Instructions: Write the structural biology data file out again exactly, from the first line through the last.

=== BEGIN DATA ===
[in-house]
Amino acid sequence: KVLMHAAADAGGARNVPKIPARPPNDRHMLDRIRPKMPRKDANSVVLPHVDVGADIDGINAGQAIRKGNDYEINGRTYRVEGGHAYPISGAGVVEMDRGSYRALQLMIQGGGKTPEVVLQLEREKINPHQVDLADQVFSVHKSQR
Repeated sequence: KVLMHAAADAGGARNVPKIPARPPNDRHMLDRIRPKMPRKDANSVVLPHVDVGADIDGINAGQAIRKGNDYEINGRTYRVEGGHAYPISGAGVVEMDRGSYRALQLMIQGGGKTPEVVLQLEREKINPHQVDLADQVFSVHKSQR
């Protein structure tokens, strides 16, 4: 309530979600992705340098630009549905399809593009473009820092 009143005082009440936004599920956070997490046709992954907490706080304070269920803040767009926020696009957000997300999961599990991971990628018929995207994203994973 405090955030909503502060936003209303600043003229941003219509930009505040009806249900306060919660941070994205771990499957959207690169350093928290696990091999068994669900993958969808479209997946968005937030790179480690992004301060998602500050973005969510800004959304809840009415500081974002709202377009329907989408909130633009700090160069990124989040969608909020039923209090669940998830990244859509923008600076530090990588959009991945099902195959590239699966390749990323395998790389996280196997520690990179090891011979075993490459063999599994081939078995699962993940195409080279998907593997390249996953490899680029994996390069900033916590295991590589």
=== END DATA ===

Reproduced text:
[in-house]
Amino acid sequence: KVLMHAAADAGGARNVPKIPARPPNDRHMLDRIRPKMPRKDANSVVLPHVDVGADIDGINAGQAIRKGNDYEINGRTYRVEGGHAYPISGAGVVEMDRGSYRALQLMIQGGGKTPEVVLQLEREKINPHQVDLADQVFSVHKSQR
Repeated sequence: KVLMHAAADAGGARNVPKIPARPPNDRHMLDRIRPKMPRKDANSVVLPHVDVGADIDGINAGQAIRKGNDYEINGRTYRVEGGHAYPISGAGVVEMDRGSYRALQLMIQGGGKTPEVVLQLEREKINPHQVDLADQVFSVHKSQR
């Protein structure tokens, strides 16, 4: 309530979600992705340098630009549905399809593009473009820092 009143005082009440936004599920956070997490046709992954907490706080304070269920803040767009926020696009957000997300999961599990991971990628018929995207994203994973 405090955030909503502060936003209303600043003229941003219509930009505040009806249900306060919660941070994205771990499957959207690169350093928290696990091999068994669900993958969808479209997946968005937030790179480690992004301060998602500050973005969510800004959304809840009415500081974002709202377009329907989408909130633009700090160069990124989040969608909020039923209090669940998830990244859509923008600076530090990588959009991945099902195959590239699966390749990323395998790389996280196997520690990179090891011979075993490459063999599994081939078995699962993940195409080279998907593997390249996953490899680029994996390069900033916590295991590589």